What to listen for?

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According to the American Academy of Family Physicians (AAFP) distinguishing between pathological and benign (innocent) cardiac murmurs is perhaps the most challenging aspect of a physical examination. It is recommended that patients with signs or symptoms of a pathological murmur should be referred to a cardiologist.

This is even more true when making decisions during a pre-participation, school, college or DOT physical. When making eligible and disqualifying decisions, it is important to follow current clinical guidelines. Practitioners are often under pressure to clear a person for a certain activity, or may rush the exam, because no symptoms are presented.

Benign (functional, innocent or physiological) murmurs occurs in the absence of a cardiac structural abnormality with no symptoms or family history. The S2 sound pulse has a normal, physiological split, best heard at the pulmonary and there're no clicks or gallops. The murmur is usually early to mid-systolic with a musical, vibratory, or buzzing quality. And it is soft, grade two or lower.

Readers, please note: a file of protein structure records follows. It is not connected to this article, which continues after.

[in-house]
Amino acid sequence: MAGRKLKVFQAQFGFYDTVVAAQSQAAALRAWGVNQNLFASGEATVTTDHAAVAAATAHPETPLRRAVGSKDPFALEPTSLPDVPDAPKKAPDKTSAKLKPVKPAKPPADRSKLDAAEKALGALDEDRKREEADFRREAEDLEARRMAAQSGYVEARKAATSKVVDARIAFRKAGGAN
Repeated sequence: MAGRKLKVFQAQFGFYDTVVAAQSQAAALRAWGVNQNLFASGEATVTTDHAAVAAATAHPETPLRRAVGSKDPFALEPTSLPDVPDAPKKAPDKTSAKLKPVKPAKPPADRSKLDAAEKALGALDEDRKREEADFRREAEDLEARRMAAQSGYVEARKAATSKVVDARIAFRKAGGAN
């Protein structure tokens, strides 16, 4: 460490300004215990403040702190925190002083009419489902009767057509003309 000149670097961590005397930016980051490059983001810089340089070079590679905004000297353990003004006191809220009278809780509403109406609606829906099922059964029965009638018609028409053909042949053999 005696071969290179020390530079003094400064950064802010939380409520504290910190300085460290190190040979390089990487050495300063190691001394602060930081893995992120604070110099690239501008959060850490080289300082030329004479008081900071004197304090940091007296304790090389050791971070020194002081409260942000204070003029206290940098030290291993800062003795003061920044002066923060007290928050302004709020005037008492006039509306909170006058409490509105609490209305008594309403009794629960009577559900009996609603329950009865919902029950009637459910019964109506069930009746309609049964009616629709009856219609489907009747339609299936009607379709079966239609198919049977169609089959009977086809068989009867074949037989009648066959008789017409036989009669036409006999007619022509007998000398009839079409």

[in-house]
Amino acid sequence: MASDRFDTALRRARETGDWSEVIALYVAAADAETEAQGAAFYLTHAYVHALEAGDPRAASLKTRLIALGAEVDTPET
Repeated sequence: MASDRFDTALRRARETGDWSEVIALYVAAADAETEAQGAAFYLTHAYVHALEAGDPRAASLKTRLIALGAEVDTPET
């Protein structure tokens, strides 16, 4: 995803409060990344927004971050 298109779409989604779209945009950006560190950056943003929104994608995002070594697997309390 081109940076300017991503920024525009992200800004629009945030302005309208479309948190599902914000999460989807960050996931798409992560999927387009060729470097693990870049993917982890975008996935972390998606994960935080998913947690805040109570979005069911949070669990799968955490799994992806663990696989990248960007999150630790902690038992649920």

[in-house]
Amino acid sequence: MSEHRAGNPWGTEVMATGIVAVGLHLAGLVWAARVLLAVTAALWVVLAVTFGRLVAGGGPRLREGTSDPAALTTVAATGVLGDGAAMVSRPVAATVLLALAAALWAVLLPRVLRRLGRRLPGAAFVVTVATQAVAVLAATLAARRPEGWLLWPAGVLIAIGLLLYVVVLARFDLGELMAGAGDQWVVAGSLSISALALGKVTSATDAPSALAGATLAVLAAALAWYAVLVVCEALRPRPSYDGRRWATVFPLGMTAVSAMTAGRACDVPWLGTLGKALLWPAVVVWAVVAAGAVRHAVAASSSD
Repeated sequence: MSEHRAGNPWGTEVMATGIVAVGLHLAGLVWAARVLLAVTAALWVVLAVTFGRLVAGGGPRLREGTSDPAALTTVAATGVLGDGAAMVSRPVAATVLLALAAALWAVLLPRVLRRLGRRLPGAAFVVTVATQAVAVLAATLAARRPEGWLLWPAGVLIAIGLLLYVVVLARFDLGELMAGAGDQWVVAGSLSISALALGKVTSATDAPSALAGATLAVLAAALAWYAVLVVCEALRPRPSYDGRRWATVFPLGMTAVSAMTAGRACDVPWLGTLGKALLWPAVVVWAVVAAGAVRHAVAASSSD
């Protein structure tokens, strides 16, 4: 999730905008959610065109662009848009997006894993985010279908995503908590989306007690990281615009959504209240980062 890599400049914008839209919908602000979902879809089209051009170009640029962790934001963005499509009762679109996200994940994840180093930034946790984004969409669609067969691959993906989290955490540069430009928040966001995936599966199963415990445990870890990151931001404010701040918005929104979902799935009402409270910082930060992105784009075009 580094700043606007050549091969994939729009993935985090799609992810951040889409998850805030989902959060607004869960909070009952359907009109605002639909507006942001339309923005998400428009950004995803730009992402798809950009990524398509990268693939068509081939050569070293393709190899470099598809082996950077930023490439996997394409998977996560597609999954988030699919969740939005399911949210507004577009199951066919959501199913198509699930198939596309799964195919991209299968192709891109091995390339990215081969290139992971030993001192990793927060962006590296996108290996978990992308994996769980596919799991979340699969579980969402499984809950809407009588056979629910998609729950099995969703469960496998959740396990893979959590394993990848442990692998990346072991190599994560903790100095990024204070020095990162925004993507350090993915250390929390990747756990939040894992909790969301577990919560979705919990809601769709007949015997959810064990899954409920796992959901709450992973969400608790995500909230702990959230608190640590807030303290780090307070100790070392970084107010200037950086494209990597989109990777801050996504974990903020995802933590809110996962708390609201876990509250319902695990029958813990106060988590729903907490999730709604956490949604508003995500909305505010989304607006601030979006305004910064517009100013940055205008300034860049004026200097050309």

The next image shows the relative mid-range energy distribution of the average heart beat for a patient with a benign murmur. The relative energy levels for the S1/S2 sound pulses, early-, mid- and late systole and diastole are also indicated. Note the relative low energy levels within the early and mid-systolic region. Typical for a benign murmur.

 Innocent Cardiac Murmurs

Pathological cardiac murmurs evolve from from structural abnormalities within the heart or greater vessels. These murmurs are usually loader (grade 3 or more), longer in duration, could be harsh and may change with various manoeuvres. Sometimes it's associated with an arrhythmia or an abnormal pulse. A diastolic murmur is always associated with a pathology.

The next image shows the energy distribution of a murmur due to pulmonic valve stenosis (PVS). Although there's a correspondence with the functional murmur in energy distribution (early systolic, ending before the S2 sound), the sound quality of the PVS will be more harsh.

PVS Murmur

The next image is an example of a murmur due to a VSD. This is a load, harsh pan-systolic murmur (above grade 3) which could easily be diagnosed with a stethoscope.

VSD Murmur

 

 

 

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